Beyond the private clients for whom she tracks down special items, Rivera sells only at markets and wellness events. This lack of overhead means she can offer her goods at less than the usual going price. This is her fourth Mujeres Market in Riverside. “L.A. is oversaturated with gems and crystal dealers, and I have my place in it too, but Riverside is a cool community,” she says. “If I make my gas money back, I’m happy.”
For each Mujeres Market, prospective vendors must fill out an extensive application, which is reviewed by Lucas and Monica Virgen Zamora, the 27-year-old chief operations officer. Would-be vendors also must agree to not sell fat-phobic products, items that promise weight loss, and sage, palo santo, dream catchers or other items that have spurred concerns over cultural appropriation. Lucas and Zamora also dig through each applicant’s social media accounts to see what type of material they post, to make sure there isn’t a conflict.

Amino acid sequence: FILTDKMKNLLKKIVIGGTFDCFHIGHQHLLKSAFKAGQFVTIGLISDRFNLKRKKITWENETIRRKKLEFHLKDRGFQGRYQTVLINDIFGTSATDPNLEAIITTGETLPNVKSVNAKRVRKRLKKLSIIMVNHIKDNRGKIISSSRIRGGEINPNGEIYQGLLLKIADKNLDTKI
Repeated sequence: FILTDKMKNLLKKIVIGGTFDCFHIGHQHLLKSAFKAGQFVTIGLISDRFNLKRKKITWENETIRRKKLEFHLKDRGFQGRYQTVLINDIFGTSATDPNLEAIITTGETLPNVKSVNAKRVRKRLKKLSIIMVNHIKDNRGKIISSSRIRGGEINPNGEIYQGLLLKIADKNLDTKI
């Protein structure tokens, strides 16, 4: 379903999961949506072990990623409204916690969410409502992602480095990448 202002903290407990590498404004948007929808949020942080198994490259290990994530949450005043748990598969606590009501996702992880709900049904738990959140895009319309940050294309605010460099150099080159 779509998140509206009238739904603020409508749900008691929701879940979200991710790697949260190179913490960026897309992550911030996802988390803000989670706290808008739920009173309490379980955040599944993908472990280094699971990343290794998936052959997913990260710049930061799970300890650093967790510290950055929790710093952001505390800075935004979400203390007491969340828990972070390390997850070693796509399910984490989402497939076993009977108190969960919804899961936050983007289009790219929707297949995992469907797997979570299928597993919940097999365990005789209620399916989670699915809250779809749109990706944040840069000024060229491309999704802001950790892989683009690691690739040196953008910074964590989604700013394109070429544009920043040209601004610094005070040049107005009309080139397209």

Though this process helps them eliminate vendors who aren’t on their wavelength, they can’t apply that same filter to customers, who may not have this same level of cultural awareness. “We created [Mujeres Market] as a way for all of us to help one another and to be self-reliant. And so we let people know that that’s why these spaces exist,” Lucas said by phone a week before the market. “I think outsiders understand that for the most part and are willing to be open.”
“My therapist is a very nice white Jewish lady, and she always wants to come,” Zamora added. “She genuinely wants to help and understand, and wants to shop with intention.”